But why is that? Why is it that we still consider these games among our pinnacle achievements as an industry? Why do developers still namedrop Monkey Island in pitch meetings when discussing their proposed game’s story? Why do we all continue to mentally associate the word “LucasArts” as the splash screen we see before a graphical adventure game, even though the company hadn’t released one in over a decade?
We turned to our game development community to find out. Specifically, we asked via Twitter and Facebook:
What is it about the classic LucasArts adventure games that makes them timeless? Why are we still talking about them today?
We’ve collected a good majority of the answers below. Following these responses, as a special treat, Lucasfilm Games veteran David Fox attempts to answer that question with his own insider perspective.
(Image credits: MobyGames, Lemon64, The Scumm Bar)
Helping Green Tentacle get a recording contract was the least of your worries in Maniac Mansion.
They often broke the fourth wall and made you feel like you were in on the joke. As if the joke was “Can you believe we get to make these things?”
It was exhilarating and inspiring. Even today, my fantasy of what game development nirvana feels like stems from my experience playing those games, and the insinuation that they were created in the most liberating and creative environment on earth.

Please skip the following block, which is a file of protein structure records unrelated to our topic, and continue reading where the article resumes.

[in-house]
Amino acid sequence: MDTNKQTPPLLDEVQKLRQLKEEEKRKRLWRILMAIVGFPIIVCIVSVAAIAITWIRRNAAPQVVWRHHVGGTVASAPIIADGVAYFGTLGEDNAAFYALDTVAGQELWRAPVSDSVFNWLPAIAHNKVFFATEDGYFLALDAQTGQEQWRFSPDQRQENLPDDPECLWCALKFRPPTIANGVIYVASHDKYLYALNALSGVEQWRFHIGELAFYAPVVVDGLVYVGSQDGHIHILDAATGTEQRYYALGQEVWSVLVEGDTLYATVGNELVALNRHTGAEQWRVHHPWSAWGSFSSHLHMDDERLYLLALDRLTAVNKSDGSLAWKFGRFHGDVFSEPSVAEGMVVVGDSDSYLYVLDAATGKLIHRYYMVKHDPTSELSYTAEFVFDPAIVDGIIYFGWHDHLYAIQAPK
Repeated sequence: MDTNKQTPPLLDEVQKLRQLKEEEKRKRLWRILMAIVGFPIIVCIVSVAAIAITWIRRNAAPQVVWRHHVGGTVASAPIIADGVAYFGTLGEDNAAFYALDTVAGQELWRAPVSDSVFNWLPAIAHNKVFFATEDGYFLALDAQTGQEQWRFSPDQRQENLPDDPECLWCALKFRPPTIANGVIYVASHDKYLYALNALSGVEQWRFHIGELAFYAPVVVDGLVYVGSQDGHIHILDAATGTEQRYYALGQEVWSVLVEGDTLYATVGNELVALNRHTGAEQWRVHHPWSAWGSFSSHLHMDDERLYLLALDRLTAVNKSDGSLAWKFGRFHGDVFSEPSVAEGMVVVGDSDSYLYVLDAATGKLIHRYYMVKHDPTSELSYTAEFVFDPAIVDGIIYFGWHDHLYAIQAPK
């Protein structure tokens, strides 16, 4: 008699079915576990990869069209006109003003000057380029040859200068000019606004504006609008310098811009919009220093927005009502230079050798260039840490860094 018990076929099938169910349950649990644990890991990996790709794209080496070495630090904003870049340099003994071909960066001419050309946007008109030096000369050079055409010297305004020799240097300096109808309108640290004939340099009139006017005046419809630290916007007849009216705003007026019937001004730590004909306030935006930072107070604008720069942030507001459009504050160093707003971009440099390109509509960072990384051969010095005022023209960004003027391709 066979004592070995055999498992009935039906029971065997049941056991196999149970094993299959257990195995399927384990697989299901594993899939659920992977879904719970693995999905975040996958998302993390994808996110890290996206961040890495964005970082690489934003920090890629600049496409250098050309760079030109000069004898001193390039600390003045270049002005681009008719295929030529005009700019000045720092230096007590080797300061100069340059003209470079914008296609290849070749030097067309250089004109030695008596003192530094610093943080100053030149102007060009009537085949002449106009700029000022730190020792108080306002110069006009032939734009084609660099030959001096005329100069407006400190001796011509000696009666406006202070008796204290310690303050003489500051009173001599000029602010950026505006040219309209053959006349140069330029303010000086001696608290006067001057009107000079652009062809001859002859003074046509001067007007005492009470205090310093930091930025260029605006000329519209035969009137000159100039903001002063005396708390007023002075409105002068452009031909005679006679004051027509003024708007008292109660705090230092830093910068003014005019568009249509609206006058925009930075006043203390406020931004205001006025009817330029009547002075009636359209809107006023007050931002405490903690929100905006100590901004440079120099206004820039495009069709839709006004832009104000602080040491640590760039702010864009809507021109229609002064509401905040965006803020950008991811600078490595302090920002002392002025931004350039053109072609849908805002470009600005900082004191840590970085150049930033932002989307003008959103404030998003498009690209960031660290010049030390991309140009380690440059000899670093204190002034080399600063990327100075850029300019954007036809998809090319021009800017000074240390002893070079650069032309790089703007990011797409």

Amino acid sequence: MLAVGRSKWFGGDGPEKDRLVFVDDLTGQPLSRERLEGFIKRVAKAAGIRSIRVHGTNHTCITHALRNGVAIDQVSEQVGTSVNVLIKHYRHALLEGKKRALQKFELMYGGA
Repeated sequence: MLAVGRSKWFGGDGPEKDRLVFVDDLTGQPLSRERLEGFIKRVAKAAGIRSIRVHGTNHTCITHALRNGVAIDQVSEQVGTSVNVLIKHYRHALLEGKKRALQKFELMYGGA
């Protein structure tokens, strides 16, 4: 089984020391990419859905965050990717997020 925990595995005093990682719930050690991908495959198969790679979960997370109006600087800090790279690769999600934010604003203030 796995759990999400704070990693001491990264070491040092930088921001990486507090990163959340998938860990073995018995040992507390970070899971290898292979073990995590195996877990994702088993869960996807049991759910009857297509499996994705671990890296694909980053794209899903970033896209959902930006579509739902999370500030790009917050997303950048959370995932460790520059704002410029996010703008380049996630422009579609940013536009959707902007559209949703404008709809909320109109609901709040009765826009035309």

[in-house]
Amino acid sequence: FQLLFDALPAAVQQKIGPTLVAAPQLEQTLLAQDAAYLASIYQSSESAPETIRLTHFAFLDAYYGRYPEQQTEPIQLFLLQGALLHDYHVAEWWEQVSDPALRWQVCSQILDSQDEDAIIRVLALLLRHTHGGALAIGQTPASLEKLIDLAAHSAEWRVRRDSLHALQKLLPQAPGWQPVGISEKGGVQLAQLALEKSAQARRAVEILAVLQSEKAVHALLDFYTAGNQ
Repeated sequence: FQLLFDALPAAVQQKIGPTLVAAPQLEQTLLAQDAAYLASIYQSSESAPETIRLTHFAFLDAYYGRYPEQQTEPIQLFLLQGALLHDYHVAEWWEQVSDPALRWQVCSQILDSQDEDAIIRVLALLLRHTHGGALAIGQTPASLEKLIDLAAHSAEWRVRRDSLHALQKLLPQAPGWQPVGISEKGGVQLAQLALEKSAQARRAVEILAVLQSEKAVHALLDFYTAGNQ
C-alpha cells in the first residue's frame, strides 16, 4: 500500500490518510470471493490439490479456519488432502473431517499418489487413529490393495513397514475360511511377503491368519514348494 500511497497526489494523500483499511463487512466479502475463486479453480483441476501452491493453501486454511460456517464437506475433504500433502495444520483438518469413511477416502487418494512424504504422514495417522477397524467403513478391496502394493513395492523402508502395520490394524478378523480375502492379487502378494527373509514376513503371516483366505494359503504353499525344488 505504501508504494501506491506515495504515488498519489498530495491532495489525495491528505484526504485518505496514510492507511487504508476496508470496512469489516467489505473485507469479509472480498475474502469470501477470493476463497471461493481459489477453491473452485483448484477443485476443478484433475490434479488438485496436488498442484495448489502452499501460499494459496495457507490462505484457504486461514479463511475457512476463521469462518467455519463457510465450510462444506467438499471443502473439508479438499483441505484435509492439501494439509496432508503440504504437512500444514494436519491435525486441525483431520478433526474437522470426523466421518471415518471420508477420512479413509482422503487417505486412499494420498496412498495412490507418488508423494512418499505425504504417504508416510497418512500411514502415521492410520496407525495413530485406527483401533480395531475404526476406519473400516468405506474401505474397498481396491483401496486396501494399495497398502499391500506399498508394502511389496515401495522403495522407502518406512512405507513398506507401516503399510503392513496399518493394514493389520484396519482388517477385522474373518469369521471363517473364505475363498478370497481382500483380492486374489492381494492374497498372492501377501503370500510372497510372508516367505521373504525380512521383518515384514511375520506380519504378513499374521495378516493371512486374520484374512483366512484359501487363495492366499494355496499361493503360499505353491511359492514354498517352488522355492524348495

- Mike Mika, development director at Other Ocean Interactive
People always talk about how hard it is to make a comedy game, and maybe it’s true, but LucasArts made it look easy. I still go back and play Day of the Tentacle every couple years with my wife, and man, that game holds up thanks to its perfect delivery.
From that one game I have learned a lot about how to be funny despite players having control over the timing of a scene, and I learned when you really just have to yank control away from them in order to drive a joke home.
- Dragon Fantasy creator Adam Rippon, of Muteki Corporation
They were that rare combination of original themes and interesting stories mixed with accessible gameplay. In some ways, they are exactly what is hard to greenlight in many modern studios because of the risk of creating new IP on big-budget projects.
They are still relevant because many of today’s working creatives grew up in that golden age, so that trailblazing taught us how to be creative, and the nostalgia continues to inspire.
- Game designer Tyler Sigman (HOARD, Sonic Rivals)
What I love about the classic LucasArts adventures as a game industry person is that it seems like every single person in the game industry has played them. So a) you can use any of the games as shorthand when discussing something (“we need like a Manny character for this”) and more importantly b) you can instantly learn a lot about someone by what LucasArts adventures they like most.